Reality competition program sees 81 shows, up from 67 last year and up from 60 in the previous. This will give six nominees in the category with shows like last year’s winner “RuPaul’s Drag Race” (VH1), along with last year’s nominees “The Amazing Race” (CBS) and “Top Chef” (Bravo). Among those new to the race are “Lizzo’s Watch Out for the Big Grrrls” (Amazon Prime Video) and “Queen of the Universe” (Paramount+).
In other unscripted races, variety talk series has 19 submissions, compared to 20 and 24 during the last two years. The list includes last year’s winner “Last Week Tonight With John Oliver” (HBO) and the still never-nominated “Late Night with Seth Meyers” (NBC).
The variety sketch race continues to be a head-scratcher with so few vying for slots, shown by only eight entries. Last year found only nine submissions, compared to 14 the year before. The former outstanding variety series category was split into two in 2015, with Comedy Central’s “Inside Amy Schumer” and “Key & Peele” taking the first two prizes for sketch. NBC’s “Saturday Night Live” has been the reigning champion for the past five years, and by the looks of it, could be barreling towards its sixth. This will yield only two nominees once again with “How to with John Wilson,” “Painting with John” and “Studio C” out the category now.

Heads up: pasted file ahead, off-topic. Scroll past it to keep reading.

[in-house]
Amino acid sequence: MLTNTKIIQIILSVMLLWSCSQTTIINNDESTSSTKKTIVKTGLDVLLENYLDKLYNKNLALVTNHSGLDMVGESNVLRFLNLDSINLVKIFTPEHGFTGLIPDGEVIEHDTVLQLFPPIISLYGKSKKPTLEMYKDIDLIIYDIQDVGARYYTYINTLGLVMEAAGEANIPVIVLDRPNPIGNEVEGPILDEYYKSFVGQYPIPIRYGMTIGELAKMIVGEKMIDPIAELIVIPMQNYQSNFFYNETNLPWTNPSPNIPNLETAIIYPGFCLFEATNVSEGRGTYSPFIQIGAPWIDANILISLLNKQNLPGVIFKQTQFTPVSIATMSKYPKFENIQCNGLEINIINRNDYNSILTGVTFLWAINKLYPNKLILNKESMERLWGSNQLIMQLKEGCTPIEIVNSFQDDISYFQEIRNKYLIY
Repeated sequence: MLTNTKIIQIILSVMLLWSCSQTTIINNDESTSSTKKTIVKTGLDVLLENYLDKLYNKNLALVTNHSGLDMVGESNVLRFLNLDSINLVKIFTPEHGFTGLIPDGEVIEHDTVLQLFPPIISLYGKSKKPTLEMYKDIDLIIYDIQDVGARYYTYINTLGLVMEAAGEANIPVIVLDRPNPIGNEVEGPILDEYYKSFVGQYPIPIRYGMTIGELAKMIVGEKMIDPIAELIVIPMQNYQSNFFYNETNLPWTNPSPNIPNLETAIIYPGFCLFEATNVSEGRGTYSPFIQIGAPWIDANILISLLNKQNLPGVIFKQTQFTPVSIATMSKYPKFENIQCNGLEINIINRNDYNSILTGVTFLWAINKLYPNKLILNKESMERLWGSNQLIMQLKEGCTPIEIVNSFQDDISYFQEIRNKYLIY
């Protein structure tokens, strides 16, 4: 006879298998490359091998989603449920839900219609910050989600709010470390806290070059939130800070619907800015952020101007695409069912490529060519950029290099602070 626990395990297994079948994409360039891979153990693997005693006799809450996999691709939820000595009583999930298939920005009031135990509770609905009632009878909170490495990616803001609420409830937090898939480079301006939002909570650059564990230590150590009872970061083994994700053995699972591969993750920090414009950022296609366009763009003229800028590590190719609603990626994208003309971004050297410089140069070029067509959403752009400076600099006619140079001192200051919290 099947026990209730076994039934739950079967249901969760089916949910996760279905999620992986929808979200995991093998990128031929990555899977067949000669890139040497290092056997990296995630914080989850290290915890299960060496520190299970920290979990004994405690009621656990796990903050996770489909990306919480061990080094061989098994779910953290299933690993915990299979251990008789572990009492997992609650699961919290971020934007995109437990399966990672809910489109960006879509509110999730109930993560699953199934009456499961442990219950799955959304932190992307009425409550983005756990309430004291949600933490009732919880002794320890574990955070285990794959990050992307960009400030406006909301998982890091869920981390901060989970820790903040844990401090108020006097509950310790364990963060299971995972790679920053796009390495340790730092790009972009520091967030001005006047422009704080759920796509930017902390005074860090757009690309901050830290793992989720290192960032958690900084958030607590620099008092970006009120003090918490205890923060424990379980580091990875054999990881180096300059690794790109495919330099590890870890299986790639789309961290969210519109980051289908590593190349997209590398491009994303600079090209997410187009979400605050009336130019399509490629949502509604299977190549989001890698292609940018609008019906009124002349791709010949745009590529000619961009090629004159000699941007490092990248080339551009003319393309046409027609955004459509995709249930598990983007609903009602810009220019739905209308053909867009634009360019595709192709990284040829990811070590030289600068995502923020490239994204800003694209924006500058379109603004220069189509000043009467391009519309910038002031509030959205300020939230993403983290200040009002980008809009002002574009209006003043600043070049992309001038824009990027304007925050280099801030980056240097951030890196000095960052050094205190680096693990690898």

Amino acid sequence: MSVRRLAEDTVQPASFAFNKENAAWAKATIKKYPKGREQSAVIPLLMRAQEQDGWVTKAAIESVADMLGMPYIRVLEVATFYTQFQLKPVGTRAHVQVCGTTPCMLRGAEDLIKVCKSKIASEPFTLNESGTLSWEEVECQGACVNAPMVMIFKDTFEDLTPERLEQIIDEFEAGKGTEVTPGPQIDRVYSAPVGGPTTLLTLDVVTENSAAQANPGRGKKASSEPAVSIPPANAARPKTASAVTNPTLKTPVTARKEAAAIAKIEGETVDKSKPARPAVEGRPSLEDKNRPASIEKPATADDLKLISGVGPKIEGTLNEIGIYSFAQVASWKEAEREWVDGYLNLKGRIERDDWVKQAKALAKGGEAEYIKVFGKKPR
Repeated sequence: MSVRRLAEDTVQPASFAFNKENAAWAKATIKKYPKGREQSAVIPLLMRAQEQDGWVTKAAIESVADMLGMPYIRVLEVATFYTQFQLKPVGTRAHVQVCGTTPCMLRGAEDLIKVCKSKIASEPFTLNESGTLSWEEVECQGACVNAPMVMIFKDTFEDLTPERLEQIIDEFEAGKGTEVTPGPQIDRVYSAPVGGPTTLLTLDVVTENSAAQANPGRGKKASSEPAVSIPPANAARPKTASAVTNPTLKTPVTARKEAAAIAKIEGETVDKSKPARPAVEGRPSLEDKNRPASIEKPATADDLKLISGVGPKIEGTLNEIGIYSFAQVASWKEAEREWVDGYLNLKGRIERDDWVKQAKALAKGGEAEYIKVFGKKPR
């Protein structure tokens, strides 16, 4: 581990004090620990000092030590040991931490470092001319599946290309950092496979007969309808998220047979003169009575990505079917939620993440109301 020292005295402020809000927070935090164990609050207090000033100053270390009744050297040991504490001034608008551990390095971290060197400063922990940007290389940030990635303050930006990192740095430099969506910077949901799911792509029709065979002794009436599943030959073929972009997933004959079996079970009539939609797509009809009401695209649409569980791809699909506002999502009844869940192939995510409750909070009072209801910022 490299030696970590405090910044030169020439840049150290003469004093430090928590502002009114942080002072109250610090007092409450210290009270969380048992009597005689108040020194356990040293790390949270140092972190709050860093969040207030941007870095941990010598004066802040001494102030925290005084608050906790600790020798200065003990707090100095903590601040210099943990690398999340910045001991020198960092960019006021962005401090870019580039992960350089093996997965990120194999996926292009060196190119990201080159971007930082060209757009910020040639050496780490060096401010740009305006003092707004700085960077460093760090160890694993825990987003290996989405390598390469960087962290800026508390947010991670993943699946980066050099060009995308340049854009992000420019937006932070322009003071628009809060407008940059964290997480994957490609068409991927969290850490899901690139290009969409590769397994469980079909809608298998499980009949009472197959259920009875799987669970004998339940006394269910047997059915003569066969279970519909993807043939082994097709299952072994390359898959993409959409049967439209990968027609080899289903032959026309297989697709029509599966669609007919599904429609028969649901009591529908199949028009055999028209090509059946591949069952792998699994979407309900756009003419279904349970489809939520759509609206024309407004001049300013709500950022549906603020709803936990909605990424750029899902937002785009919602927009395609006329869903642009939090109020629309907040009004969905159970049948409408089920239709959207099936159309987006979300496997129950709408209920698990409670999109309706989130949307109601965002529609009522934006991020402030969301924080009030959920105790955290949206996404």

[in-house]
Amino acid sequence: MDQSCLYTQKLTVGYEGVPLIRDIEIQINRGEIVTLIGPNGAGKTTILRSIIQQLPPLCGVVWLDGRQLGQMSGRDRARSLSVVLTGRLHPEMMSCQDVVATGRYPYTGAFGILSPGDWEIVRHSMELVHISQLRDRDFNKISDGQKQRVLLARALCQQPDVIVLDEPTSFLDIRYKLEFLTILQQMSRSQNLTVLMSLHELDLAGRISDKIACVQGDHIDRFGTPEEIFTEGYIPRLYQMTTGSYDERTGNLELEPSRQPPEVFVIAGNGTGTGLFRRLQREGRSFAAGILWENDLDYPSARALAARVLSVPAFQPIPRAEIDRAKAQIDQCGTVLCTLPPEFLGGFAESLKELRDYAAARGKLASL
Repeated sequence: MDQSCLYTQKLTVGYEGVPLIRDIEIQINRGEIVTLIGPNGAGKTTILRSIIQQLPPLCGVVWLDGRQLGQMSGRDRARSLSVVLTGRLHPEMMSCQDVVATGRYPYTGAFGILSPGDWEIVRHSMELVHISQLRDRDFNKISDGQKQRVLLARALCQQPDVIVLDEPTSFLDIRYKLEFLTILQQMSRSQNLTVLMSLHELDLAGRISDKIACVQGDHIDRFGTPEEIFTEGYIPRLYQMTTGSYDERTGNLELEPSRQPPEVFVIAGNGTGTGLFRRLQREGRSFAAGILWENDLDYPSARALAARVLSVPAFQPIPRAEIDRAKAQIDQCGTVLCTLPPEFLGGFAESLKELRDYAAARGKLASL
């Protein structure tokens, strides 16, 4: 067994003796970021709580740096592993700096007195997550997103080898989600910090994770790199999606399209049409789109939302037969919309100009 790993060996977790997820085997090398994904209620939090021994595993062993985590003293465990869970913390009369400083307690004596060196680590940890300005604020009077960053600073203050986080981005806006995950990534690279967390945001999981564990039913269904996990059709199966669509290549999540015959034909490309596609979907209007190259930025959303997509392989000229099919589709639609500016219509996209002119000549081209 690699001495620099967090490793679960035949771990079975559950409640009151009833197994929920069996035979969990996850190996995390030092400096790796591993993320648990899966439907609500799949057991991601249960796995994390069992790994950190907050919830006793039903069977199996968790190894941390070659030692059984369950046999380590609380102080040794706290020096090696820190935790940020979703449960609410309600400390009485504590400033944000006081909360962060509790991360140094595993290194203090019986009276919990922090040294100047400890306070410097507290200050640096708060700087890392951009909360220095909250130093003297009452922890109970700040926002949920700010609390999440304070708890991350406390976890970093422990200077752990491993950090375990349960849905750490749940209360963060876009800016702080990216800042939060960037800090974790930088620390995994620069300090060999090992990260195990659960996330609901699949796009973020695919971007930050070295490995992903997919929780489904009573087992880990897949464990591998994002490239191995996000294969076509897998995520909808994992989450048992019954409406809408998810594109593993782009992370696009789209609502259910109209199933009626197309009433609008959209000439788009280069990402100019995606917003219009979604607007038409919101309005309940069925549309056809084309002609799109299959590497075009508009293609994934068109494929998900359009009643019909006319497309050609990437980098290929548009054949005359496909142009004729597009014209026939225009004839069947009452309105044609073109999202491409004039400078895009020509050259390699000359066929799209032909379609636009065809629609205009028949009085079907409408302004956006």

Variety special (pre-recorded) has 75, down from last year’s 116 and 104 in 2020. Some of the hot names in the mix are “Jerrod Carmichael: Rothaniel” (HBO), “Adele One Night Only” (CBS) and the controversial “Dave Chappelle: The Closer” (Netflix).
Variety special (live) has 25 events vying for love, which had 23 and 29 entrants over the past two years. In this race, we’ll see the film counterpart of the TV Academy, the 94th Oscars, eye attention that included the Will Smith slapping moment of comedian Chris Rock.
In short form (comedy or drama), there are 32 submissions while in short (nonfiction or reality) there are 22 angling for attention.